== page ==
Discovering Marseille in January in the sun: Cultural visits
Must-see places between history, culture and heritage
Culminating at 154 meters, the basilica of Notre-Dame de la Garde welcomes approximately 2 million visitors a year. Of Roman-Byzantine inspiration, it watches over fishermen, sailors and the entire population of Marseille. Locals have christened her the Good Mother, certainly in reference to her protective maternal role.
Under the Provencal sun, the Mucem is the first major national museum dedicated to the Mediterranean. As an important place of architecture and heritage, this building – imagined by Rudy Ricciotti – is a cultural city open to the sea. Mucem offers a diversity of content in its permanent and temporary exhibitions around a variety of themes (history, anthropology, archaeology, art history and contemporary art). With its village, gardens and countless little secrets, Fort Saint-Jean, an integral part of Mucem, is a enjoyable maze in which you’re likely to get lost with gusto while enjoying the sun’s rays.
Another must-see place in Marseille, the Château d’If is accessible viaa maritime shuttle that takes you right up to the island. A former state prison that attracts many visitors every year, this fortress cradled by the Mediterranean sun was made famous by Alexandre Dumas in LeComte de Monte-Cristo, the novel in which the hero is imprisoned in the castle.
A true architectural feat, the palais Longchamp was originally used to accommodate the waters of the Durance in the city. This watercastle surrounded by a garden and waterfall is made up of several entities: the Fine-Arts Museum of Marseille (in the left wing), the Natural History Museum of Marseille (in the right wing), a public garden at the rear as well as the Observatoire de Marseille. Visiting the Phocaean city in January, this glory to water of unparalleled beauty is an absolute must-see.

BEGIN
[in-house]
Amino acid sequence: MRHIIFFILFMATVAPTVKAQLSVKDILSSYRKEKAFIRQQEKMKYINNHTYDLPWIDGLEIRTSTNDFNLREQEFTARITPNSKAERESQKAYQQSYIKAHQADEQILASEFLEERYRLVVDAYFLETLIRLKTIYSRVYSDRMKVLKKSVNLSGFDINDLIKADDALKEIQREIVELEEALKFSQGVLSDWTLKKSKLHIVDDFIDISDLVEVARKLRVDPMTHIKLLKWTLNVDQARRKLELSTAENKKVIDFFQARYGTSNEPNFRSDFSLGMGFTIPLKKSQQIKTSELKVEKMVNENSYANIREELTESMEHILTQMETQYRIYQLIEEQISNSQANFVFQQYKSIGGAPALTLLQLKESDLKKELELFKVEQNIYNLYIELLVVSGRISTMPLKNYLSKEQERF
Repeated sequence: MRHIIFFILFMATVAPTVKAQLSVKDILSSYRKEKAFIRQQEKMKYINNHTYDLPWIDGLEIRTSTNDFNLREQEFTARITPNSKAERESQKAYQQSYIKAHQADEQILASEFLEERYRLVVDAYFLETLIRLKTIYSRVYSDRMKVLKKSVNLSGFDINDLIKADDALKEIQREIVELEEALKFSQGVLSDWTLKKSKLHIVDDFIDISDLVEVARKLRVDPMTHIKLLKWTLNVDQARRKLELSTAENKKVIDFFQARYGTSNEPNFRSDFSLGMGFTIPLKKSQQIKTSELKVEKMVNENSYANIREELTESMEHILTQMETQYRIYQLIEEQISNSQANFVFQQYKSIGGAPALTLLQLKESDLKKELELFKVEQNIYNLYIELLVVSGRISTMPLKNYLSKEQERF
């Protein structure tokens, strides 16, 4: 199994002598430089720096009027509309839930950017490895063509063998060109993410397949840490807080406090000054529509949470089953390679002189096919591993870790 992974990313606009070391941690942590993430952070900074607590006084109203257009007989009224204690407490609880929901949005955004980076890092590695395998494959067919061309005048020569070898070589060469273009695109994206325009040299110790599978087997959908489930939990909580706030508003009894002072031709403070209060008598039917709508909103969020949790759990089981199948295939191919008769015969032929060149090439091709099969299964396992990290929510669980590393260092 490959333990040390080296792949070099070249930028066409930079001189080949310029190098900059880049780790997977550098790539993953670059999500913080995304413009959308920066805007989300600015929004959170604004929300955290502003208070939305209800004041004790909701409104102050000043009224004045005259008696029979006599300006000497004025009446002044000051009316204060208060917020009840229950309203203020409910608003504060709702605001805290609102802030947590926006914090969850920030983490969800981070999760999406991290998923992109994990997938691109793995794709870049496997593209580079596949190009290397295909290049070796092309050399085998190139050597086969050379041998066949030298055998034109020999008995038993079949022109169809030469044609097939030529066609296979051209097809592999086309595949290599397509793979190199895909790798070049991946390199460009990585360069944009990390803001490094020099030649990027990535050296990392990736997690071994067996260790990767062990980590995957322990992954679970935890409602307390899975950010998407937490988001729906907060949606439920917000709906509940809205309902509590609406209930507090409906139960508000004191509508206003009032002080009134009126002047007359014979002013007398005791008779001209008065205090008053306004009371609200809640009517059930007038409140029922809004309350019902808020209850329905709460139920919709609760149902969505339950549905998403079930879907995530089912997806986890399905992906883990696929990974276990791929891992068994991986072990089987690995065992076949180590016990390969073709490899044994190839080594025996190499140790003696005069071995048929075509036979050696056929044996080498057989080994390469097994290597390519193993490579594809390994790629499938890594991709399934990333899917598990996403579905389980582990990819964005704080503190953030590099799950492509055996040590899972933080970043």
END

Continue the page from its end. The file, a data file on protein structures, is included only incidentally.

Bustling, authentic neighborhoods
Aside from the famous Vieux-Port, there are other atypical Marseille neighborhoods to visit during your stay in January. Such is the case of the Panier district, the oldest district in the city. Its colored and vegetated alleys, its artisan boutiques and charming restaurants are sure to please. Are you a fan of the series Plus belle la vie? You’ll feel like you’re plunging into the heart of the fictional district of Mistral. After a stroll in the sunshine, stop off at a bistro for some pistou soup or a nice glass of pastis, you won’t be disappointed!
Eager to discover an original Marseille neighborhood? Head to the Notre-Dame-du-Mont district in the 6th arrondissement, home to the famous cours Julien, a place where street musicians share their compositions in front of a warm audience. This neighborhood also showcasesstreet art via numerous colorful graffiti in the streets and on the staircases.
If you’re looking for an out-of-the-ordinary experience in the presence of Marseillais, the Orange Vélodrome stadium is the place to go. For football fans, this is a must-see matchday venue. The atmosphere is electric and festive. Olympique de Marseille’s supporters are renowned for making the atmosphere! The best plan? Visit the stadium from the inside during your stay in the Phocaean city! You’ll have privileged access to the dressing rooms, press room, preparation room and trophy display.